Knapp never quite defines what a musical is, but Arlene Croce, in her Fred Astaire and Ginger Rogers Book of 1972, successfully sets the boundaries, when she describes the musical’s numbers as ‘the only serious business’ in them. A musical is a dramatic form in which individual song and dance numbers are the most serious business, but, unlike opera or ballet, not the only business. The seriousness can be frivolous, but the songs must carry the weight of the show. That is why a film such as Meet Me in St Louis, with a relatively small number of songs, still works structurally as a musical: each of the songs centres and clarifies the film, while also existing as an autonomous unit. While there is far more music and singing in Brecht’s Caucasian Chalk Circle, the songs do not really function on their own, but interact with the text in a way that leaves the play feeling still very much like a play. In a musical, the numbers are both connected to the libretto and stand forever apart from it.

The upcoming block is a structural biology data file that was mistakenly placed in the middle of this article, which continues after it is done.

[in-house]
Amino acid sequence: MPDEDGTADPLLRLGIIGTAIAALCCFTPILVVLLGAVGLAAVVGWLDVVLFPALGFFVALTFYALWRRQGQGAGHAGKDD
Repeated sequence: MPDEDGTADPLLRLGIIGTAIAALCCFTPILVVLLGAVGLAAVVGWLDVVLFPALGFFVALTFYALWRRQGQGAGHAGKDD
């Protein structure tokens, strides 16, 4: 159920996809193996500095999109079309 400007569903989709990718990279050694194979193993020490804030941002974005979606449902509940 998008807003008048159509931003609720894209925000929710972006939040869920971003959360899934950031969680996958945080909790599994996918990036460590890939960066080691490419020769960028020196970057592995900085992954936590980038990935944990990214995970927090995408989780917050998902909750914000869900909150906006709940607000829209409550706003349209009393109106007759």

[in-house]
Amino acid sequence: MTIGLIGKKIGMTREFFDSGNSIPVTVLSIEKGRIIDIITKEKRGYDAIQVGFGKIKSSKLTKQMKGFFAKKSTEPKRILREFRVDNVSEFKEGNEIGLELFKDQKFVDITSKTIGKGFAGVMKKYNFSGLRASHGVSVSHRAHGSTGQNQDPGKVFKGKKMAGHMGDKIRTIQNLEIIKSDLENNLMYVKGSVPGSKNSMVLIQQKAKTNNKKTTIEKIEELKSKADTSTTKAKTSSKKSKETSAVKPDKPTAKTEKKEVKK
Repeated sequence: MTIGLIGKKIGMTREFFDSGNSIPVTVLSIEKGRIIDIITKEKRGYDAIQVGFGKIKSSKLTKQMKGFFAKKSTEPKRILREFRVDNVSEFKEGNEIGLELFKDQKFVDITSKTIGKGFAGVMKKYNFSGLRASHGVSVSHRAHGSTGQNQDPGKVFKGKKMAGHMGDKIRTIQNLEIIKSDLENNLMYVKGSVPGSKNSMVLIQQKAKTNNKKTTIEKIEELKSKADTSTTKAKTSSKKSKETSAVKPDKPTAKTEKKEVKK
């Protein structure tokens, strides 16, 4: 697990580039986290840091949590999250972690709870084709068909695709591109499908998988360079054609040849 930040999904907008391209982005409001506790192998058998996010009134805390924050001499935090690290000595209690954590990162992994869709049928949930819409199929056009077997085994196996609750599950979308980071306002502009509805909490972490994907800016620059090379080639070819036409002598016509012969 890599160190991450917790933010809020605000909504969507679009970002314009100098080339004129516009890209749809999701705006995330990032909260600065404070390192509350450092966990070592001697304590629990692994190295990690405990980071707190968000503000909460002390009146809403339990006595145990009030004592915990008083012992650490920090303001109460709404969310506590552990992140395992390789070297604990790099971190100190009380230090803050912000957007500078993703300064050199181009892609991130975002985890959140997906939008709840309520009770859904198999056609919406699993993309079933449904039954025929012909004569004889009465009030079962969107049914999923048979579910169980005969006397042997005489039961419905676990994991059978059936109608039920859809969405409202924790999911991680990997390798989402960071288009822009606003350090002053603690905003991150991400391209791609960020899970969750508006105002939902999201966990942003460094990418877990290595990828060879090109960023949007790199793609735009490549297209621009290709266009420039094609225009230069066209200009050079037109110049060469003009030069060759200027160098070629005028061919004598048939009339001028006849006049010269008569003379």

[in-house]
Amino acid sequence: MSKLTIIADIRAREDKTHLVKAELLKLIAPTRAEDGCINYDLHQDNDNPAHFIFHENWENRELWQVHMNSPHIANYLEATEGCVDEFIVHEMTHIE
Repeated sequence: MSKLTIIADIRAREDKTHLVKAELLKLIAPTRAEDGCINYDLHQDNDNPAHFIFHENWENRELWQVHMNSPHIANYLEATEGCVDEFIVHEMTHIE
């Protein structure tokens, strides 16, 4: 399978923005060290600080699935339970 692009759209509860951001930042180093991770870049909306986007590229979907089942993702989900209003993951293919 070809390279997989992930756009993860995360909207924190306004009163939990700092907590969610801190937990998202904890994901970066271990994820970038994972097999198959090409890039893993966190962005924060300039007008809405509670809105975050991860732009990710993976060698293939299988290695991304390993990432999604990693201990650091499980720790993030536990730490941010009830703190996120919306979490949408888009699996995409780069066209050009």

Knapp is well aware of the way attention is allocated to performer and performance during numbers in a musical, in which emotion is intensified, and time suspended. These moments violate the integrity of the drama, but also give it definition. D.A. Miller, in Place for Us (1998), a brilliant essay on the American musical and homosexuality, describes the ‘fundamental structural opposition between narrative and number’ and points out that in Gypsy, so often taken as a paradigm of the integrated musical, the book and the music are ‘so radically at odds that every positive value in one becomes its exact negative in the other, and vice versa’. It is precisely because musicals are a gay genre, Miller argues, that they have been lucky enough to escape serious intellectual attention. Similarly he suggests that it is precisely the gap between numbers and script, between stylisation and realism, that makes musicals so American, and so gay. He regrets that musicals, in their self-importance, have tried to take on the great themes and dramatic consistency of ‘straight’ drama, whereas drama has shown little interest in taking on the more fluid structure of the musical.